Thursday, 7 November 10:30-12:00 Ballroom 6D
Onward!: Papers: New Models for Software II
This session looks at new ways of thinking about software and how to build it, through the lenses of postmodernism and just-in-time manufacturing processes. Both these papers are concerned with how people deal with software, not simply with its technologies.
Notes on Postmodern Programming
Victoria University of Wellington, New Zealand, firstname.lastname@example.org
Victoria University of Wellington, New Zealand, email@example.com
What is postmodern computer science? How is programming related to computer science? The authors have written, Let us create a new guild of programmers without the class-distinctions that raise an arrogant barrier between programmers and computer scientists! Let us desire, conceive, and create the new program of the future together. It will combine design, user-interfaces, and programming in a single form, and will one day rise towards the heavens from the hands of a million workers as the crystalline symbol of a new and coming faith.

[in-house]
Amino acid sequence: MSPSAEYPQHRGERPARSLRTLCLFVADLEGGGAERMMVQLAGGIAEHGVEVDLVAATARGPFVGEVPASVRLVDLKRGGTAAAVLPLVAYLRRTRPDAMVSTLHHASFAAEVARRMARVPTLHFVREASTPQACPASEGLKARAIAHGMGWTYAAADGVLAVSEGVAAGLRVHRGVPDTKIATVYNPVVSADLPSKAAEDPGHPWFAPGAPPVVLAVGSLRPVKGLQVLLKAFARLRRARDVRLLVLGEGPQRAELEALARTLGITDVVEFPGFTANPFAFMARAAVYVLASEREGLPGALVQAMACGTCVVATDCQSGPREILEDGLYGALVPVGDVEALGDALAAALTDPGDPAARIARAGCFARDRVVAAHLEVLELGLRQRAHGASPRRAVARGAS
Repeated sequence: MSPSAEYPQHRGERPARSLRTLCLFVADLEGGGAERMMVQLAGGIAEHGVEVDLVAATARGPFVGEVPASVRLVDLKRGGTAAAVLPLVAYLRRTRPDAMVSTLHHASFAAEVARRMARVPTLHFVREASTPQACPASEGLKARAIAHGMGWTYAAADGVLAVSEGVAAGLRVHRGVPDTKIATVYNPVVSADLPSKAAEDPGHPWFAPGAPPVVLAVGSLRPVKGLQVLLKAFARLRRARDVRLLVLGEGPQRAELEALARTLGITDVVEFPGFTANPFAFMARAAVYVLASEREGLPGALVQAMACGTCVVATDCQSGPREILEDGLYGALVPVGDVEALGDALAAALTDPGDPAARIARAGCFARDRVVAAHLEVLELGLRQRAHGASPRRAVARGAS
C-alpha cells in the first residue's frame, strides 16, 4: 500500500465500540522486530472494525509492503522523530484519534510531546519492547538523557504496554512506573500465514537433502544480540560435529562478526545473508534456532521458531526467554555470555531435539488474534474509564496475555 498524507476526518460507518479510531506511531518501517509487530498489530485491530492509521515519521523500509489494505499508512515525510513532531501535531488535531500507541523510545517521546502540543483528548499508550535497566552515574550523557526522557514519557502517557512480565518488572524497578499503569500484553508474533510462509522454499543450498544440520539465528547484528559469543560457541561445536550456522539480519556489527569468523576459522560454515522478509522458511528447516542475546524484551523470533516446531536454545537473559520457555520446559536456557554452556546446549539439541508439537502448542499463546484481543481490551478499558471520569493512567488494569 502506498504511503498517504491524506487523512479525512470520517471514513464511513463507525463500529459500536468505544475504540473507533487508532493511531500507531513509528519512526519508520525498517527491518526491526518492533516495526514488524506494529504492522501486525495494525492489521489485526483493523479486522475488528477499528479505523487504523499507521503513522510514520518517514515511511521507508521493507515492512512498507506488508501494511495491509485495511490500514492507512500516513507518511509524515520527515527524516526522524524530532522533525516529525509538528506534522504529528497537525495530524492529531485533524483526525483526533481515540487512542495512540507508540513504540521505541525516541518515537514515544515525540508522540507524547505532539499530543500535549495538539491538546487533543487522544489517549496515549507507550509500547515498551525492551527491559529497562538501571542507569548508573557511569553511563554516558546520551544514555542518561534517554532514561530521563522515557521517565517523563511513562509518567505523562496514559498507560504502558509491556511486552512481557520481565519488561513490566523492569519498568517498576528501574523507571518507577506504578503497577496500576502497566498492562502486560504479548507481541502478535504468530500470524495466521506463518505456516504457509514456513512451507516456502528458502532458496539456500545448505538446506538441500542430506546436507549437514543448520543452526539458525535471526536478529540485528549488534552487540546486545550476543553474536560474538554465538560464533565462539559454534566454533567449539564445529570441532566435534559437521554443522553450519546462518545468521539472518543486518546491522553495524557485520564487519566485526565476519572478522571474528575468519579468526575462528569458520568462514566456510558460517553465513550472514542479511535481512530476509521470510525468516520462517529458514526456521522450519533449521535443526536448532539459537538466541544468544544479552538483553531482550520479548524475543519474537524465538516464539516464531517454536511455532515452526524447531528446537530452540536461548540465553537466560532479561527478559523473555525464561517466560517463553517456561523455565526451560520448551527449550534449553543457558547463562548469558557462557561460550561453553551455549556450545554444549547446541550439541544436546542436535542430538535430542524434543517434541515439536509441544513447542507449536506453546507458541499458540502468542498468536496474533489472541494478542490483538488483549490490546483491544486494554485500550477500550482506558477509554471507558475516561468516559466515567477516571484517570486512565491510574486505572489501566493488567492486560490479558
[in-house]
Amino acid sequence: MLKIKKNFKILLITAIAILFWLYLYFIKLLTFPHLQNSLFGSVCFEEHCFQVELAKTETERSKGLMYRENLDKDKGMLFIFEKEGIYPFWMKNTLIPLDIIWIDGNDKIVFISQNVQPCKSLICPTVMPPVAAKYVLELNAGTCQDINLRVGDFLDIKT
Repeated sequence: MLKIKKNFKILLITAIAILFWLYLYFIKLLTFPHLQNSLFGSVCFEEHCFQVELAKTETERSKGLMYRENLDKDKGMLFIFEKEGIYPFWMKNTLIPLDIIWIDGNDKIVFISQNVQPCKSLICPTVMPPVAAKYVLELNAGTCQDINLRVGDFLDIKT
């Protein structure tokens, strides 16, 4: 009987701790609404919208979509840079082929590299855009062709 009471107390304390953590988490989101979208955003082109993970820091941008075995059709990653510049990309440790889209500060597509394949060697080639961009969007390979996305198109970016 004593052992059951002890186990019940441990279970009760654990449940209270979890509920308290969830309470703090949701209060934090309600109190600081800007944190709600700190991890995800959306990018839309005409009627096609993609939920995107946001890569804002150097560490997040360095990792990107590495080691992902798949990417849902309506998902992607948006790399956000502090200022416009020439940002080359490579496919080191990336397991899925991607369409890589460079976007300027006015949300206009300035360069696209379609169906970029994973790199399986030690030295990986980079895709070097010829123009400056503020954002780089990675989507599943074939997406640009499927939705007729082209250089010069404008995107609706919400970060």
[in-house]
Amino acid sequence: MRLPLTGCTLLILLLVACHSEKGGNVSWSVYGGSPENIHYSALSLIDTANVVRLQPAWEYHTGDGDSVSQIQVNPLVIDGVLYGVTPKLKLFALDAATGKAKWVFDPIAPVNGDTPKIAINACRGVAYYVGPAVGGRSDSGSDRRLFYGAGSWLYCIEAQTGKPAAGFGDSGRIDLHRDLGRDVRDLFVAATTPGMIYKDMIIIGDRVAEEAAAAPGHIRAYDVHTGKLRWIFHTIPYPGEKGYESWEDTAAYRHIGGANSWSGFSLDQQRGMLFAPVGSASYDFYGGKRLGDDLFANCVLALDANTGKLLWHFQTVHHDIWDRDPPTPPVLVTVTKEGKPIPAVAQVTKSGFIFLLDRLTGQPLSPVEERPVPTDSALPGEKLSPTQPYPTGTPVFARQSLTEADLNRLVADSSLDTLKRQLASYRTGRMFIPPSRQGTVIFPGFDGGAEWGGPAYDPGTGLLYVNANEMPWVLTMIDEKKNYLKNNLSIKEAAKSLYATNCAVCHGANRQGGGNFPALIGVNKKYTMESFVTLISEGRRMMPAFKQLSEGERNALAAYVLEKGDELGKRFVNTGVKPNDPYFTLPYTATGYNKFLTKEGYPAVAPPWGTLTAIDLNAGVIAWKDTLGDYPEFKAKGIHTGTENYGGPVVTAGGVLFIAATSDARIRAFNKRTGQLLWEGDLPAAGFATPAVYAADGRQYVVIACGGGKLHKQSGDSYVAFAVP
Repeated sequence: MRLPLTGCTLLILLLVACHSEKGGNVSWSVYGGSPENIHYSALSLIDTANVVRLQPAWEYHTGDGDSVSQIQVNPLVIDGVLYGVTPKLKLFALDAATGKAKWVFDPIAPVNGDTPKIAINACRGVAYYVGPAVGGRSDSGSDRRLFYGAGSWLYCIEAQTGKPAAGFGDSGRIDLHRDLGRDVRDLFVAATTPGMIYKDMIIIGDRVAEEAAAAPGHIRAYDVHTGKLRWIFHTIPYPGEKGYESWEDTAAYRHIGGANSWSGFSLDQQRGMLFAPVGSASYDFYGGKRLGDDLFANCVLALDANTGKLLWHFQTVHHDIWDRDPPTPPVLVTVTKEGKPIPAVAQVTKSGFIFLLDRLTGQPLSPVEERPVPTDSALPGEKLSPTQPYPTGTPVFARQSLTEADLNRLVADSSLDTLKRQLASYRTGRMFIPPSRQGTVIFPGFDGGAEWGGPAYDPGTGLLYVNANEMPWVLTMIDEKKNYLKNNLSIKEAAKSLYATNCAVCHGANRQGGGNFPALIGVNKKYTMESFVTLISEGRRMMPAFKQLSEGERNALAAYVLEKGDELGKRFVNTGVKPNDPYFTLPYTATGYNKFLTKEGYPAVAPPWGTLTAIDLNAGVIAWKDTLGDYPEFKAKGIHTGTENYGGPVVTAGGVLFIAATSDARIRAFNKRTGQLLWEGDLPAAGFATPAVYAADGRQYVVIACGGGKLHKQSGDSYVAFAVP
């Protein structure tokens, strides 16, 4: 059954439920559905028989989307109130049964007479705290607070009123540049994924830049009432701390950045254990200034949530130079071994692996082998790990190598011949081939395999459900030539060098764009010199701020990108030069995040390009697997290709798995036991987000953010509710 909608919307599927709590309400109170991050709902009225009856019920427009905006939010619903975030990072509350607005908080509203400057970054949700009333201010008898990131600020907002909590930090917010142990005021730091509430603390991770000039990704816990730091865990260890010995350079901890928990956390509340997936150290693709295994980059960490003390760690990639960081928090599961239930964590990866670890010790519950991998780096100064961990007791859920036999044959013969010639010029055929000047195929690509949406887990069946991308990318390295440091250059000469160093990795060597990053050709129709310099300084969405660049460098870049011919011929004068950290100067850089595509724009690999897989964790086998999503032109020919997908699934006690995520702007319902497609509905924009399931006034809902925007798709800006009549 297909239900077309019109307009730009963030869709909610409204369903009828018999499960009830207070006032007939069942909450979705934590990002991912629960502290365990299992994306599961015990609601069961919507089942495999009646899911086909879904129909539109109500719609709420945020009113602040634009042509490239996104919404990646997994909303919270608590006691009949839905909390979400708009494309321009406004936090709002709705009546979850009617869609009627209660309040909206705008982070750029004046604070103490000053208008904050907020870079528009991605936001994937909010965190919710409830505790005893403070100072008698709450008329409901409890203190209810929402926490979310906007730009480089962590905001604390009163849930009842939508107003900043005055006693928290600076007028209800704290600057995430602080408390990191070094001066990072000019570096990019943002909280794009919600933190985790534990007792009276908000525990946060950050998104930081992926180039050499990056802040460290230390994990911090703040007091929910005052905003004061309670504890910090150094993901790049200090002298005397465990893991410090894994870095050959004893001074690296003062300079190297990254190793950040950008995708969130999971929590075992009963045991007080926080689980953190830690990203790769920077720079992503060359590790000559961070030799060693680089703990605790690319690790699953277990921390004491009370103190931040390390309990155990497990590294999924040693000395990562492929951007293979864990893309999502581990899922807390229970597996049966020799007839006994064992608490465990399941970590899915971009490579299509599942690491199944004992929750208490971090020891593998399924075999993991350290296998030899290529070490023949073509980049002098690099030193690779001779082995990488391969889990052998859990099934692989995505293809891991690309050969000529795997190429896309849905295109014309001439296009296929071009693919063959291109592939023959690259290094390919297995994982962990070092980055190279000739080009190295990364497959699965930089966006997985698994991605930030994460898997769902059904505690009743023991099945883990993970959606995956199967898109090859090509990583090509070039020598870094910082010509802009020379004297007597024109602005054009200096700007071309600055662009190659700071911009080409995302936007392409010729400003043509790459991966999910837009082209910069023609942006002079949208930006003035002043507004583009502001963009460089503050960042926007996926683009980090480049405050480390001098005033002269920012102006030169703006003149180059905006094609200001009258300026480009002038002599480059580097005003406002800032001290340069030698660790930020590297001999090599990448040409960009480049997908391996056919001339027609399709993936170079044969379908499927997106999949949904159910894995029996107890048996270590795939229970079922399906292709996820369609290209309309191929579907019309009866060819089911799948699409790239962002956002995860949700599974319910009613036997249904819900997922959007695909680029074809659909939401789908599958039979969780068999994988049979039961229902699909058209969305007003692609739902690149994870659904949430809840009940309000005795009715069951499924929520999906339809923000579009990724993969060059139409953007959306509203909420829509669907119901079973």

Principles of Lean Thinking
In the 1980's, a massive paradigm shift hit the factories throughout the US and Europe. Mass production and scientific management techniques from the early 1900's were questioned as Japanese manufacturing companies demonstrated that "Just-in-Time" was a better paradigm. The widely adopted manufacturing concepts came to be known as "Lean Production". When appropriately applied, Lean Thinking is a well-understood and well-tested platform upon which to build agile software development practices.
Participants should be ready to think outside the box.